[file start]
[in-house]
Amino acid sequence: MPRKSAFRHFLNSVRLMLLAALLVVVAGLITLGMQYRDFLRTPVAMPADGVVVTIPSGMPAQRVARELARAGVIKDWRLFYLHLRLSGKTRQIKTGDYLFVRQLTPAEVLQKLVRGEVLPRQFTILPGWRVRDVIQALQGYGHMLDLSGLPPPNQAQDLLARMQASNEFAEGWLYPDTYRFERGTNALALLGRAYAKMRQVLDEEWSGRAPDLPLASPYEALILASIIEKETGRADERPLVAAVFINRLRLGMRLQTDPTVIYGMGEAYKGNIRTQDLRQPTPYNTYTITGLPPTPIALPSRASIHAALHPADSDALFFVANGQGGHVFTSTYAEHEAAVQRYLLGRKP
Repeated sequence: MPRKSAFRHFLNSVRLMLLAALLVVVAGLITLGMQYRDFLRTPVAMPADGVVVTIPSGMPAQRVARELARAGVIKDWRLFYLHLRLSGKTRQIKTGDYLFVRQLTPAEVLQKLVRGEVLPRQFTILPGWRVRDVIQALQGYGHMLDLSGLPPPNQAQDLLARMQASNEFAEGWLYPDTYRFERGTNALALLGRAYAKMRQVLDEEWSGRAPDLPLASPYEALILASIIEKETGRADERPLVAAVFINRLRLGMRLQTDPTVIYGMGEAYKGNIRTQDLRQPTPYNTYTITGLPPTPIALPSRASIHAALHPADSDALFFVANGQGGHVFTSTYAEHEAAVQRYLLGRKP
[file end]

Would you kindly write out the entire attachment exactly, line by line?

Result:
[in-house]
Amino acid sequence: MPRKSAFRHFLNSVRLMLLAALLVVVAGLITLGMQYRDFLRTPVAMPADGVVVTIPSGMPAQRVARELARAGVIKDWRLFYLHLRLSGKTRQIKTGDYLFVRQLTPAEVLQKLVRGEVLPRQFTILPGWRVRDVIQALQGYGHMLDLSGLPPPNQAQDLLARMQASNEFAEGWLYPDTYRFERGTNALALLGRAYAKMRQVLDEEWSGRAPDLPLASPYEALILASIIEKETGRADERPLVAAVFINRLRLGMRLQTDPTVIYGMGEAYKGNIRTQDLRQPTPYNTYTITGLPPTPIALPSRASIHAALHPADSDALFFVANGQGGHVFTSTYAEHEAAVQRYLLGRKP
Repeated sequence: MPRKSAFRHFLNSVRLMLLAALLVVVAGLITLGMQYRDFLRTPVAMPADGVVVTIPSGMPAQRVARELARAGVIKDWRLFYLHLRLSGKTRQIKTGDYLFVRQLTPAEVLQKLVRGEVLPRQFTILPGWRVRDVIQALQGYGHMLDLSGLPPPNQAQDLLARMQASNEFAEGWLYPDTYRFERGTNALALLGRAYAKMRQVLDEEWSGRAPDLPLASPYEALILASIIEKETGRADERPLVAAVFINRLRLGMRLQTDPTVIYGMGEAYKGNIRTQDLRQPTPYNTYTITGLPPTPIALPSRASIHAALHPADSDALFFVANGQGGHVFTSTYAEHEAAVQRYLLGRKP